There are twelve dormitories at Hotchkiss – six girls dorms and six boys dorms. Dorms range in size from 28 to 55 rooms, and each dorm has its own character. All dormitories have common rooms for relaxing and dorm gatherings. Individual dorm rooms are comfortable and well maintained with enough space for the bureau, bed, desk, and two chairs provided by the School, and many have sufficient space for additional furnishings. All rooms are wired on a per-student basis for both telephone and data connections. While a majority of the rooms are singles, many students will have a roommate for at least one year.
Faculty members and their families (including pets) are a regular part of dorm life. They live in faculty apartments on each floor of the dormitories or attached to the dorm. “One of the highlights of last year,” says history teacher Tom Flemma, “was when the girls on the floor showed up at our door asking to walk our new puppy, Sutter.”
The overall student to dorm faculty ratio is 15:1, and in some cases, your dorm parent may also be your advisor. Resident dorm faculty get to know each student who lives on the floor, and these teacher-student friendships are among the most meaningful of all of your Hotchkiss relationships.
Proctors serve a critical role in helping the School’s younger students develop into effective learners and community members. Proctors are seniors selected for their leadership and ability to serve as role models for other students. In each dorm, proctors live, work, and play side by side with their floormates. As one student suggests, “Lean on your proctor – they’re peers you can always call on.”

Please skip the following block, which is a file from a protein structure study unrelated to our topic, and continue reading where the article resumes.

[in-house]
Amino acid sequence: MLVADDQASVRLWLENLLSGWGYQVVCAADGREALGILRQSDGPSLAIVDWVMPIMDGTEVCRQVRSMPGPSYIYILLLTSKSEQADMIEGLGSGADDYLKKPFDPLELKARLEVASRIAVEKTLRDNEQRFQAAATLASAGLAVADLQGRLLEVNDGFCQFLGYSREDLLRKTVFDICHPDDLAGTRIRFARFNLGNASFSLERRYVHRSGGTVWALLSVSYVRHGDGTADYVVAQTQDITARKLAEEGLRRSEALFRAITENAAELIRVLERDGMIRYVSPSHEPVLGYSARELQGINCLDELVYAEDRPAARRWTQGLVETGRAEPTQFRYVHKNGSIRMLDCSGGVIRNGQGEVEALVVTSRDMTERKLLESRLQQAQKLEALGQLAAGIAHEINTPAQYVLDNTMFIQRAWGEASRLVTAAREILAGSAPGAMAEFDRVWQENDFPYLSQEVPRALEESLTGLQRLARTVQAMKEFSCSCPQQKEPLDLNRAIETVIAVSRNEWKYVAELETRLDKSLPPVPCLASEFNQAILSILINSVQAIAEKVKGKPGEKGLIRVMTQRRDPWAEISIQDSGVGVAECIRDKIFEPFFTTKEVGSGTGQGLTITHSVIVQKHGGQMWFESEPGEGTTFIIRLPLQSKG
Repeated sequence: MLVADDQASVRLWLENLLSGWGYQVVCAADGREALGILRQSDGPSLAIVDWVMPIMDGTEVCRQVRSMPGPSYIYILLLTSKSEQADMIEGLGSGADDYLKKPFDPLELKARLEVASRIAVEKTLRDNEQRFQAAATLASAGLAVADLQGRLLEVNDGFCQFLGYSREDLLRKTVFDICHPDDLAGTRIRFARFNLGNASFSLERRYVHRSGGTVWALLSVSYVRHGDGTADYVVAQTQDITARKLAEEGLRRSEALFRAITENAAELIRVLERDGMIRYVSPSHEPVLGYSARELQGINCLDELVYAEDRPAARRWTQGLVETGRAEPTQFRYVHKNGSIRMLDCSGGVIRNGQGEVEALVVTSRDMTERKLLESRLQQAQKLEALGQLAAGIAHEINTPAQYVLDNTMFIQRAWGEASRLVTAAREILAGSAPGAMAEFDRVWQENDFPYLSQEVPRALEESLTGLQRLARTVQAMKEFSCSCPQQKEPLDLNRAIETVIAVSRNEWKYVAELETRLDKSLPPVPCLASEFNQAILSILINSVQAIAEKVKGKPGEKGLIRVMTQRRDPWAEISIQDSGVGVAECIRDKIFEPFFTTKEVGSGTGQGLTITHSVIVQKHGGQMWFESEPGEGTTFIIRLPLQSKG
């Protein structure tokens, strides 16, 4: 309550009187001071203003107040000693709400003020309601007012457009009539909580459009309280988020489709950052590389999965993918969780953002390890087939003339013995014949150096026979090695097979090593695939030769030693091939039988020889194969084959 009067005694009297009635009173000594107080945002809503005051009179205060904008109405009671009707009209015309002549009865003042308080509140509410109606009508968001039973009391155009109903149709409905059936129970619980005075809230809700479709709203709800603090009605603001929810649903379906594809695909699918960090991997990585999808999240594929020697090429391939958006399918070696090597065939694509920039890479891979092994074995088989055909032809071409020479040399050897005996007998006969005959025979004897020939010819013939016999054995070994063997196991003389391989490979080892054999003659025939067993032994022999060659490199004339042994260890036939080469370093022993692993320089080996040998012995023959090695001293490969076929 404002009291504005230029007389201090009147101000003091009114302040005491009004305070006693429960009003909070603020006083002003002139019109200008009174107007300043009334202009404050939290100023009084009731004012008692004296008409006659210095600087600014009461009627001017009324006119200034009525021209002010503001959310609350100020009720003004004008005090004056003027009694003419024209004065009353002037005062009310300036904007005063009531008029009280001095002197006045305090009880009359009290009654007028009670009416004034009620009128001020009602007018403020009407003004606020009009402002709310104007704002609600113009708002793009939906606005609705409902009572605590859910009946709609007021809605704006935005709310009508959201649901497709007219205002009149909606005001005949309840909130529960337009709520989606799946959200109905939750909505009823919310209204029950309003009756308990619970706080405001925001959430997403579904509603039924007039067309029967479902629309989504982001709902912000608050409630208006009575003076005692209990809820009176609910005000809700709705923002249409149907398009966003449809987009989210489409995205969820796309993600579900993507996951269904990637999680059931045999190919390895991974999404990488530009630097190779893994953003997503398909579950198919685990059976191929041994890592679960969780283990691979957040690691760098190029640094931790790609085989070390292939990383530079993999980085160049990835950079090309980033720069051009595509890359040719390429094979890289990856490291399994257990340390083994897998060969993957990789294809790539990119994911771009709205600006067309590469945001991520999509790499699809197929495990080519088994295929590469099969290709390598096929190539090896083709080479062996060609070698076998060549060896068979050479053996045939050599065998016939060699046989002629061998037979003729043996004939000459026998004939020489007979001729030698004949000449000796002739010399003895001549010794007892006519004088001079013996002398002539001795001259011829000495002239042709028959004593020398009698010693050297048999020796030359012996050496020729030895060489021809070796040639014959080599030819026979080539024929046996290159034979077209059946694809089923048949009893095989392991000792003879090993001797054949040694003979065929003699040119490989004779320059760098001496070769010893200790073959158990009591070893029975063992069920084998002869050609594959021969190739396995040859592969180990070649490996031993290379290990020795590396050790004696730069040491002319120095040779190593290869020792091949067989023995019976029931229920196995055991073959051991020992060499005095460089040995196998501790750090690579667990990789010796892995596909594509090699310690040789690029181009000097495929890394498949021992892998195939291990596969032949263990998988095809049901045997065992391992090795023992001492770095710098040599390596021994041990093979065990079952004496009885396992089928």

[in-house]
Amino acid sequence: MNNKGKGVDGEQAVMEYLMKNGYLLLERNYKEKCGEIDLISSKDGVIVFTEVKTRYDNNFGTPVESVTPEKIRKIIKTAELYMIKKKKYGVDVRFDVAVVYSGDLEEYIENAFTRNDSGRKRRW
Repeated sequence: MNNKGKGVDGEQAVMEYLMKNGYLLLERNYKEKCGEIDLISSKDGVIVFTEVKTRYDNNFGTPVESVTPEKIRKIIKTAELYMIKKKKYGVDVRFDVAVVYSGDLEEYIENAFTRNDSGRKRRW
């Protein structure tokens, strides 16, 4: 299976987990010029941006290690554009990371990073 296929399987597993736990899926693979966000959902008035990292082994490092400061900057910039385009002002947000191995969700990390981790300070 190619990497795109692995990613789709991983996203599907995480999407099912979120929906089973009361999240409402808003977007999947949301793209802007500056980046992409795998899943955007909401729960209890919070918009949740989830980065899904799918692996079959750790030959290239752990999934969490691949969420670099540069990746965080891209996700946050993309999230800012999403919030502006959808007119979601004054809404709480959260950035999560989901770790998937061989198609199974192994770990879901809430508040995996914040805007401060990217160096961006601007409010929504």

While there are clear rules of behavior in the dormitories, corridors are characterized by an easy familiarity and comfort. Dormitories are first and foremost a place of friendship. It may be through dorm rivalries like the Tinker-Coy Olympics. It may be through the American history study group you and your dorm neighbors create. It may be because you got up for morning yoga together every day, or it may be because of that spontaneous trip to the local diner your dorm parent organized. It may be the nightly post-dinner volleyball games or the superb “mud-sliding conditions” on the lawn outside your dorm. It may be the nightly “dorm feeds.” But most likely, it will be all of the above that turns your dormmates into friends.